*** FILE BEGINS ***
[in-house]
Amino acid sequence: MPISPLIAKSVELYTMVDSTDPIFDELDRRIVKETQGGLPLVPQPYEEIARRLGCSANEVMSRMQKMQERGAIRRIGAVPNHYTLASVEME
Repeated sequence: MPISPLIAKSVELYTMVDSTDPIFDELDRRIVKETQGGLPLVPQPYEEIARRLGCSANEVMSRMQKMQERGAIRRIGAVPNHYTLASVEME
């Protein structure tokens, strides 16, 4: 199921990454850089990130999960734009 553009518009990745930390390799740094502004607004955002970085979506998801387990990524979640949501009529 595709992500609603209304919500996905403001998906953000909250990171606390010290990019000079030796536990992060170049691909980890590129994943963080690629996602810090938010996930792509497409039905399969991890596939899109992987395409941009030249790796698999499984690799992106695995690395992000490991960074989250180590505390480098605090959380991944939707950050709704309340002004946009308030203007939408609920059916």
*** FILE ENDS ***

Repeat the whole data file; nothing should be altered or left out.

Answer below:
[in-house]
Amino acid sequence: MPISPLIAKSVELYTMVDSTDPIFDELDRRIVKETQGGLPLVPQPYEEIARRLGCSANEVMSRMQKMQERGAIRRIGAVPNHYTLASVEME
Repeated sequence: MPISPLIAKSVELYTMVDSTDPIFDELDRRIVKETQGGLPLVPQPYEEIARRLGCSANEVMSRMQKMQERGAIRRIGAVPNHYTLASVEME
């Protein structure tokens, strides 16, 4: 199921990454850089990130999960734009 553009518009990745930390390799740094502004607004955002970085979506998801387990990524979640949501009529 595709992500609603209304919500996905403001998906953000909250990171606390010290990019000079030796536990992060170049691909980890590129994943963080690629996602810090938010996930792509497409039905399969991890596939899109992987395409941009030249790796698999499984690799992106695995690395992000490991960074989250180590505390480098605090959380991944939707950050709704309340002004946009308030203007939408609920059916």